This weekend a group of KDE hackers met in a small mountain village, Randa, in Switzerland to discuss the future of the KDE Frameworks. I was not present, but started on Saturday an endevour for the future of the KDE Plasma Workspaces. Yesterday evening I arrived in the new world:
This is not just the Desktop Grid effect. The gears window you can see on each of the desktops is a Wayland
client, all other windows are X clients. For me this is a rather historic event, not just for KDE but also and especially for Wayland. Up to now there have only been the demo compositor and the QtCompositor as Wayland Compositors. They are more or less just proof of concept. But this is different event: we have here a normal X11 window manager and are able to integrate Wayland clients into the compositing scene just as if it were an X client. This is not a Wayland compositor, it is a X compositor with an implemented Wayland Server component.
This is the proof that there is a sensible migration path from X11 to Wayland. We can use our normal and known X system and manage Wayland clients in it. There is no need to implement the complete stack on top of Wayland first with possible regression. As we can see the Effect Framework does not need any adjustment to support Wayland Clients, which means we can give the user their known KDE Workspace experience. For the user it is irrelevant if a window is an X or Wayland client, it is just a window. For KDE this means that we don’t need and won’t break the desktop. We will switch to Wayland when we are ready, but at the same time we can offer Wayland to interested developers and users who want to experiment with it. For Plasma Active on the other hand we will switch to an X less Wayland-powered KWin as soon as possible.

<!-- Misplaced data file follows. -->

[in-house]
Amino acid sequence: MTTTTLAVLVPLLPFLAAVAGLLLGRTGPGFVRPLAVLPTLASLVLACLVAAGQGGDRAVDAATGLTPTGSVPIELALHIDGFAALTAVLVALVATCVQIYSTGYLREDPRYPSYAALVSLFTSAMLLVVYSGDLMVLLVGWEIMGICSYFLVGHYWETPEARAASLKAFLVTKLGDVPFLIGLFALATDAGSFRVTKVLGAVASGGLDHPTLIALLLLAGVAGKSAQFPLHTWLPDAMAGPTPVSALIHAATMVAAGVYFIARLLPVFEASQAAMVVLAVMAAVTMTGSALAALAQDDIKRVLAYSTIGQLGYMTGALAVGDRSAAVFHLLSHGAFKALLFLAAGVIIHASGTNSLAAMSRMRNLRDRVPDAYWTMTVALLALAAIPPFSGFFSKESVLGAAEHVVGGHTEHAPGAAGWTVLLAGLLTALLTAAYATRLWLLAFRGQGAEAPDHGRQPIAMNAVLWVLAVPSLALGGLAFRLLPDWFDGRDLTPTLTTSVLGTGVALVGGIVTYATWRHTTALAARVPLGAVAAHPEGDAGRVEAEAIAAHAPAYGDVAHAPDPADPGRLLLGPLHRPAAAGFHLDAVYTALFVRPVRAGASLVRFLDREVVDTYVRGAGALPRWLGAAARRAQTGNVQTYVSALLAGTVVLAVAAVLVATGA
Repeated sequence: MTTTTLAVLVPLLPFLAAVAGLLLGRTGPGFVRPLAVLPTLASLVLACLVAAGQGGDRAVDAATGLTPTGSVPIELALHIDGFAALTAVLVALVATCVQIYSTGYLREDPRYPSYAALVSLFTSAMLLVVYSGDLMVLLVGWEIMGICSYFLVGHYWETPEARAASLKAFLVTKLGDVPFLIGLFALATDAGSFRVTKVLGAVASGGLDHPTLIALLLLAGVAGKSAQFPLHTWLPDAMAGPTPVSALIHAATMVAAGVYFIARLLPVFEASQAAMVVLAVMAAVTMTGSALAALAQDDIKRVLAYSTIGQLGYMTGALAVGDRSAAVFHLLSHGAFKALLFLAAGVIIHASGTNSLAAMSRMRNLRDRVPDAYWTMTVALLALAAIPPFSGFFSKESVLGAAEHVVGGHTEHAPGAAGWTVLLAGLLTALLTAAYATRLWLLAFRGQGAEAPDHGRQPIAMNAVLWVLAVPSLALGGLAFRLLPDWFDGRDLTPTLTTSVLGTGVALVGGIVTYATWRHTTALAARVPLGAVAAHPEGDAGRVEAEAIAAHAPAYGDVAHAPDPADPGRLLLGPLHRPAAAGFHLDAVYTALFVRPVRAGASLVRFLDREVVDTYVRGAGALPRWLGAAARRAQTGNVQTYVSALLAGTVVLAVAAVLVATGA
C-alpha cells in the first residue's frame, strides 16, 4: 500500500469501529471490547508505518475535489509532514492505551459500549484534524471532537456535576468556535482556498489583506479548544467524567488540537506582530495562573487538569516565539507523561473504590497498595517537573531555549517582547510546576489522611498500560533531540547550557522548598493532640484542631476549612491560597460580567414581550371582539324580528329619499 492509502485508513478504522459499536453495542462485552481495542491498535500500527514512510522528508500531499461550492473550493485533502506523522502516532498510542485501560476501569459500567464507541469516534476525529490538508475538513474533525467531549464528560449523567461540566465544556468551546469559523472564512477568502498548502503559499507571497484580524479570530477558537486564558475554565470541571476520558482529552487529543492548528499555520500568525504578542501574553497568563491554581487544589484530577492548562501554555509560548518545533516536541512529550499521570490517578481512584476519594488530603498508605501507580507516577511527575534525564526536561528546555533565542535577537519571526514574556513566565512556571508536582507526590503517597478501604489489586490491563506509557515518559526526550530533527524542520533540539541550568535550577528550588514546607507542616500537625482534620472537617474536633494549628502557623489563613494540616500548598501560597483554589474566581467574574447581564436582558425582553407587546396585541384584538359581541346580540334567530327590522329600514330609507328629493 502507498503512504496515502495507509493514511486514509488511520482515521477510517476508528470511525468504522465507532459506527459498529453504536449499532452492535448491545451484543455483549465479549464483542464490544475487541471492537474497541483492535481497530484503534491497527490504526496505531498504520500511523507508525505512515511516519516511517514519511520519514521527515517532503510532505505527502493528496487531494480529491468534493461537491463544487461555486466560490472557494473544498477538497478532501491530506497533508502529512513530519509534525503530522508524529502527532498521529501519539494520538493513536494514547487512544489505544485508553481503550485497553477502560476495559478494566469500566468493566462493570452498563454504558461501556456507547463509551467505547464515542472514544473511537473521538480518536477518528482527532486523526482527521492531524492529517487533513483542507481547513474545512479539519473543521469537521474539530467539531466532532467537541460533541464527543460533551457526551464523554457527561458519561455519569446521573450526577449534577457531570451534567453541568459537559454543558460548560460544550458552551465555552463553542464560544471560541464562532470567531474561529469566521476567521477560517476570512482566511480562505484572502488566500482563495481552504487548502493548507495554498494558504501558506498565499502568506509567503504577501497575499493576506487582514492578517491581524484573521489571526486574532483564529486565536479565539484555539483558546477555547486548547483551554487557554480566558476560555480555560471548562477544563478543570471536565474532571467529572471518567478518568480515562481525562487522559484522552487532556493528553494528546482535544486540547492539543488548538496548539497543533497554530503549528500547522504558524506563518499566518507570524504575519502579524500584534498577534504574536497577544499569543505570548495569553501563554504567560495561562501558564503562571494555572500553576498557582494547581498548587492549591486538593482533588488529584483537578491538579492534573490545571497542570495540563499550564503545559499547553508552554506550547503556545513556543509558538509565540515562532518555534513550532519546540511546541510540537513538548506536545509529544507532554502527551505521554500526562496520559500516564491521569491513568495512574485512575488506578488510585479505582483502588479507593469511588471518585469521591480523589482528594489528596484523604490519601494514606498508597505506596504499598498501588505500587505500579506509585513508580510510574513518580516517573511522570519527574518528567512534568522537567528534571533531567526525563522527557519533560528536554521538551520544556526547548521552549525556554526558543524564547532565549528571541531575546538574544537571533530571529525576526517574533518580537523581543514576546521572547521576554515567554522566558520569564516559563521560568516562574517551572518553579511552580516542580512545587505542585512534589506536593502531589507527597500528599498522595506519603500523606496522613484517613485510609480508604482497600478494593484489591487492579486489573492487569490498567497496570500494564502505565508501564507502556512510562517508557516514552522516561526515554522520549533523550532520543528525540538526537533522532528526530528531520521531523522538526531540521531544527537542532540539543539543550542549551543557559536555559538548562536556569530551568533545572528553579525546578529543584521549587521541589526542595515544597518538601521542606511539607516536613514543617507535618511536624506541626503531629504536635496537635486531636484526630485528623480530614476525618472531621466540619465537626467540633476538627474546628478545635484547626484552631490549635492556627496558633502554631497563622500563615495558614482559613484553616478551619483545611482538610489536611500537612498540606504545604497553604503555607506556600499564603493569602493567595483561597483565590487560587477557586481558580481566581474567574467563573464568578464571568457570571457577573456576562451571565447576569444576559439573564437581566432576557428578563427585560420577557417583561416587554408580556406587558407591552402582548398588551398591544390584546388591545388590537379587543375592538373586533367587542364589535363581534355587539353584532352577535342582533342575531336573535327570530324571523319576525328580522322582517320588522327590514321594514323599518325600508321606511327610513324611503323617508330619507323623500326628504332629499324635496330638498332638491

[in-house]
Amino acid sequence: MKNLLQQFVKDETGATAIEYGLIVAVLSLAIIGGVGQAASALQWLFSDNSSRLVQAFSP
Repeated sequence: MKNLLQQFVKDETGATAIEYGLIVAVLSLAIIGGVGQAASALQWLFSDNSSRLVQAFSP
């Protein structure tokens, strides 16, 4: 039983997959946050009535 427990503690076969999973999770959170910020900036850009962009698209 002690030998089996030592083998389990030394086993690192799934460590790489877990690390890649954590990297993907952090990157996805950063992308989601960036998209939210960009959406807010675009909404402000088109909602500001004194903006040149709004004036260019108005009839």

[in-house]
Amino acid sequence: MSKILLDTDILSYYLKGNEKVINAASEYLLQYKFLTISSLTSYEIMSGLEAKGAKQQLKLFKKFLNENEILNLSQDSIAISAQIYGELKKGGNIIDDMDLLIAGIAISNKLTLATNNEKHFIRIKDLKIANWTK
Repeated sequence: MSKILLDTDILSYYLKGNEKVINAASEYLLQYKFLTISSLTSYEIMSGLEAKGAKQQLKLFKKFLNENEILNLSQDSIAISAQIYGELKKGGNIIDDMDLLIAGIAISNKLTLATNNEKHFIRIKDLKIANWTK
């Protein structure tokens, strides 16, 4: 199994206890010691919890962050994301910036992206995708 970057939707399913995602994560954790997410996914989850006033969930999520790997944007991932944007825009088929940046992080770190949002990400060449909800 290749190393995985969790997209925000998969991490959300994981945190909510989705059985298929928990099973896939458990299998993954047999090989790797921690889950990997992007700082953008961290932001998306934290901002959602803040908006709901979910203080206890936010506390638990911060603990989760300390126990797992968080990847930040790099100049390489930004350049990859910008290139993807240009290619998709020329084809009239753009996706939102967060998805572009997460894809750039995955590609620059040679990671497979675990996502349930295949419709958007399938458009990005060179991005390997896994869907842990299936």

Of course there is still a long way to go to get to Wayland. This is just rendering, we still need to implement the complete Window Management, transition the compositing away from X, break out X from KWin and lots more. It’s the result of four days where I spent a few hours each day on hacking on that topic. Which shows how simple the Wayland protocol is, although the documentation could be better 😉
Now the next steps will be to clean up the code, document it and push it into a git branch. I hope to see many developers to pick up on it and to start implementing the window manager functionality and extending e.g. Plasma Desktop to support Wayland Clients in the Tasks Applet and many more such things.
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